Breaking Myths and Religious Fables by Kristi Charish (GUEST POST & GIVEAWAY)

Breaking Myths and Religious Fables:
AKA How I write a novel
by Kristi Charish

Like most authors out there I loved stories from a very young age, particularly myths of the Eastern European variety (thank a Ukrainian heritage and monsters that actually eat the children). One of the things I loved about the myths (besides the fear induced from cannibalistic witches eating children) was how they would morph and change depending on the author or even the country/region the story originated from. In a lot of ways, myths and legends are tapestries that reflect the distinct population and community who are doing the telling.

When I was finally introduced to religion in an academic sense through public school, I saw more similarities in the deities and biblical characters with myths than I saw differences. In fact, most religions that survive today share similar plot threads with myths that reflect the things that often preoccupy our minds, such as death, greater purpose, and a perceived struggle between good vs evil.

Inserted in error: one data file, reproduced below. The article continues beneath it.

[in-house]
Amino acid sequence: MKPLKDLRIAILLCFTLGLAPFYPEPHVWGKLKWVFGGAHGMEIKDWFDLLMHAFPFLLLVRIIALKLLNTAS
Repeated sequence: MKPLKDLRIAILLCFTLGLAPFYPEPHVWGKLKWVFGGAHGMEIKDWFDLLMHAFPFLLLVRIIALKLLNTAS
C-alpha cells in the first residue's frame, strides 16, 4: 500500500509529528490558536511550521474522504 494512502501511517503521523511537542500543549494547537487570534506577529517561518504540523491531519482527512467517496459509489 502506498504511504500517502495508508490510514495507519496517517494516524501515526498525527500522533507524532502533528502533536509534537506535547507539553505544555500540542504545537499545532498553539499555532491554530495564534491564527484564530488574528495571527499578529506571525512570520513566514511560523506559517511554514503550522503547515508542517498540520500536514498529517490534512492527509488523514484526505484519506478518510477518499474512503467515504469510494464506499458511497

As I’ve moved from scientist to author though, the thing that has really struck me is how plastic the details in religious fable, myths, and legends are. Characters and plots change depending on who is telling the tale. Whether the stories are Christian, Hebrew, Islamic, or tales that pre-date modern religion, the archetype characters are often the same but the details and origins change. A great example of this is Saint Moses from Abyssinia, who depending on who you ask is portrayed as everything from impoverished saint to a fleeing Ethiopian prince, an escaped Egyptian slave and thief. It all depends on which legend you consult. This morphing nature of myths and legends is a theme I’ve embraced in all my writing, taking both modern and ancient religious characters from fables and warping them to suit my tale.